Even if they were not deliberate about it, they must have talked about how this might be perceived by employees.

As bad as this issue is, I think hiring friend/referral/former colleague, especially en mass is much bigger issue that's rarely talked about because it's not necessarily illegal.

However, I cannot overemphasize how demoralizing it is, especially when they aren't proven to be any better.

joeax 3 days ago 5 replies      
I was once a fan of Mayer when she first took over Yahoo, until she led a crusade against remote workers. As a remote worker myself I can tell you this crusade sent ripples throughout the industry. A lot of tech companies (especially outside the bay area) want to emulate the cool kids like Yahoo, Google, and Apple, and even the company I work for started questioning its WFH policies.

So no, I don't feel sorry for her one bit.

aq3cn 3 days ago 1 reply      
Wow, so many different news about the same tech company within a month and now this one too. They could not have pulled a better stunt to compete with what Apple and Google is doing in their keynote.








I almost felt sorry for them when I read articles like that it's the saddest deal in history as they could got more much money earlier. Now, I feel good that they are gone. fuff .. gone ..

I need to take care of my Flickr account now.

dreta 3 days ago 4 replies      
Theres a reason why people make tons of money playing the stock market against companies that artificially force gender, or racial equality.

Practices like these are going to ruin your business the same way being sexist, or racist will. Either you hire the best person for the job, or youll be beaten by companies that do.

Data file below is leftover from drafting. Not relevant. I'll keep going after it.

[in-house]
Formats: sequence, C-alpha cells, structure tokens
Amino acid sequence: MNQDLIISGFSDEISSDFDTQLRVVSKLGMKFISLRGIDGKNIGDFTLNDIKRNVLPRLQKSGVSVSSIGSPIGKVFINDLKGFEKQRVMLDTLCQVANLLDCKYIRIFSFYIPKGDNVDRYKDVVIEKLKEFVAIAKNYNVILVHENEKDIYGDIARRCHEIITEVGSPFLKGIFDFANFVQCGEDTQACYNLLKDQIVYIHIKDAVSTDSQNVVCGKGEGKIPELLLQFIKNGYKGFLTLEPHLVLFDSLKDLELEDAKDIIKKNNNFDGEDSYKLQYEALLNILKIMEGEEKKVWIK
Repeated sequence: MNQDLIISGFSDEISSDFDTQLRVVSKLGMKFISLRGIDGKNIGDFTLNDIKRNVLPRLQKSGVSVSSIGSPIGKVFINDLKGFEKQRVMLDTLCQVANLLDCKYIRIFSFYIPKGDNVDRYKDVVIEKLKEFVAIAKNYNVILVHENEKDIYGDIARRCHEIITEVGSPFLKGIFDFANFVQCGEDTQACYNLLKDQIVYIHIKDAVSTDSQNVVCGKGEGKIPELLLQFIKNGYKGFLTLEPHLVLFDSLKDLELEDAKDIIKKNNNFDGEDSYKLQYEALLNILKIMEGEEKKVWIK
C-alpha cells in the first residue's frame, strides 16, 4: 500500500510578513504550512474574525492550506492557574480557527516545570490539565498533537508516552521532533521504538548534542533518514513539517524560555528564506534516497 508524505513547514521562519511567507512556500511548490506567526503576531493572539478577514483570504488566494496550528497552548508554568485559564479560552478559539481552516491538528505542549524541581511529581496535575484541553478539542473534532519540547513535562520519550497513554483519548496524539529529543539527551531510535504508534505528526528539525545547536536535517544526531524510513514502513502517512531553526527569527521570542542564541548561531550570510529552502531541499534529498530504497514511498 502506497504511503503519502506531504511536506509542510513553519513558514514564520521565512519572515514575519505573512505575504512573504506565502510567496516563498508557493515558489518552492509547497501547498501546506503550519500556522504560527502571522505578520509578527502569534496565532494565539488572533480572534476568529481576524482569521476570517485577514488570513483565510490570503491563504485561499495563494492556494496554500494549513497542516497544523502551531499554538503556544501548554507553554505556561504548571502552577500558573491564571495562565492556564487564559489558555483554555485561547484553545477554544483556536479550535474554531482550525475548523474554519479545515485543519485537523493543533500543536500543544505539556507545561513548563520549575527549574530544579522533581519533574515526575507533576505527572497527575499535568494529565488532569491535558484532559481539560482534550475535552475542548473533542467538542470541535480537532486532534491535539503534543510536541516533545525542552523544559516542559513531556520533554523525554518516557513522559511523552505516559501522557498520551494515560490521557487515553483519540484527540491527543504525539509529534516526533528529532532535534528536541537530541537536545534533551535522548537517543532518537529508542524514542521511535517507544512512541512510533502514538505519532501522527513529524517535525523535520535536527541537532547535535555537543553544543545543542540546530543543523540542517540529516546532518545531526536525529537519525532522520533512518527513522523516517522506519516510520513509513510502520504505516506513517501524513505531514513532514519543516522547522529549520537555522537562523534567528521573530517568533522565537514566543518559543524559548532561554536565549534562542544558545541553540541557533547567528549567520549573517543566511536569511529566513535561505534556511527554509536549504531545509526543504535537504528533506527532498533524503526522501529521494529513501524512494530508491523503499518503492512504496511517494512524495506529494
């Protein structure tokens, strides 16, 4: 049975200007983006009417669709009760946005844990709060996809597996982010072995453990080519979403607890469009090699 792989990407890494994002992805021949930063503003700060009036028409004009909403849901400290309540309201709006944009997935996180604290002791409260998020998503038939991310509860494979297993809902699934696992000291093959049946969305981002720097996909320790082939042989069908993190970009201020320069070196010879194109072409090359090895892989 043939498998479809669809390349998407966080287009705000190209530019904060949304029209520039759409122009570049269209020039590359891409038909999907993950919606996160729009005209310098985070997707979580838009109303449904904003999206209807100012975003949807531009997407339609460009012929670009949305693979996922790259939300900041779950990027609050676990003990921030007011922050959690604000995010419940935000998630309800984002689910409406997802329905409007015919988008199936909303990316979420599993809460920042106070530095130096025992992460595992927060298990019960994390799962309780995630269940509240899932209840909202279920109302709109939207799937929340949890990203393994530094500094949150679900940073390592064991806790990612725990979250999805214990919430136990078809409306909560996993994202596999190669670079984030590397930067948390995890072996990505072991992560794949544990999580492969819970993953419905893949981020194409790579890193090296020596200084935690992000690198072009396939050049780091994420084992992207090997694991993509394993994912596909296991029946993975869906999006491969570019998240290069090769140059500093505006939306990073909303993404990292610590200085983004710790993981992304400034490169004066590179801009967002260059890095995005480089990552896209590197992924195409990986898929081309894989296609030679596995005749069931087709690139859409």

hueving 3 days ago 4 replies      
This is ultimately the result of things like 'implicit biases' training that tell you to accept that you are unfairly subconsciously advantaging majorities and that you should explicitly disadvantage them to make up for your biases. Disgusting.
meddlepal 3 days ago 3 replies      
Yahoo is in full self-destruct mode this week.
argonaut 3 days ago 3 replies      
I'm extra-suspicious of this lawsuit because of the opportunistic timing. He was fired in January 2015, more than 1.5 years ago. And yet the lawsuit is only filed now during Verizon's process of closing its acquisition of Yahoo. Whether or not he has a case, his motives now have an antagonistic taint because he no doubt timed this to maximize the PR damage and his chances of getting a quick settlement.
staticelf 3 days ago 2 replies      
Marissa Meyer seems like a really bad CEO.
grawlinson 3 days ago 2 replies      
With all the hubbub surrounding Mayer/Yahoo, why hasn't the board or shareholders fired her?
leaveyou 3 days ago 6 replies      
I'm deeply offended by this and personally I will cease to use Yahoo Mail. I urge any self-respecting males to stop using any of Yahoo services as a form of protest for this despicable act of discrimination. And I'm serious; too much is too much.
drawkbox 3 days ago 0 replies      
We live in a "free" and democratic society but when you work at mid-large companies they are all basically idealistic dictatorships with brown shirts running the ranks. It really is a conundrum in some places.
zhai88 3 days ago 0 replies      
Worked for a high tech company in the US that hired mostly ethnic Asian people especially immigrants from China, Japan, Korea because most were single or came over alone and would work 12 hours, weekends, etc. THey did not protest, maybe could not protest because of whatever visa they were on. CEO was from China, family members in senior positions at the company etc.
dschuetz 3 days ago 3 replies      
Does anyone here even use Yahoo's products or services? I wonder why Yahoo is still significant and why there are stockholders dumb enough to stay. Yahoo is a sinking ship, imho.
Moshe_Silnorin 3 days ago 0 replies      
This seems to be a self-policing crime.
jtedward 2 days ago 0 replies      
>Yahoos diversity reports indicate that the percentage of women in leadership positions at the company rose slightly to 24 percent in 2015 from 23 percent in 2014.

This is buried in the very last line of the article.

inmemory_net 3 days ago 0 replies      
As an example of the rot in Yahoo, the Yahoo Finance Message Boards don't work in IE 11.
roflchoppa 2 days ago 0 replies      
does anyone have links to go to court documents that have been filed?
cmdrfred 2 days ago 2 replies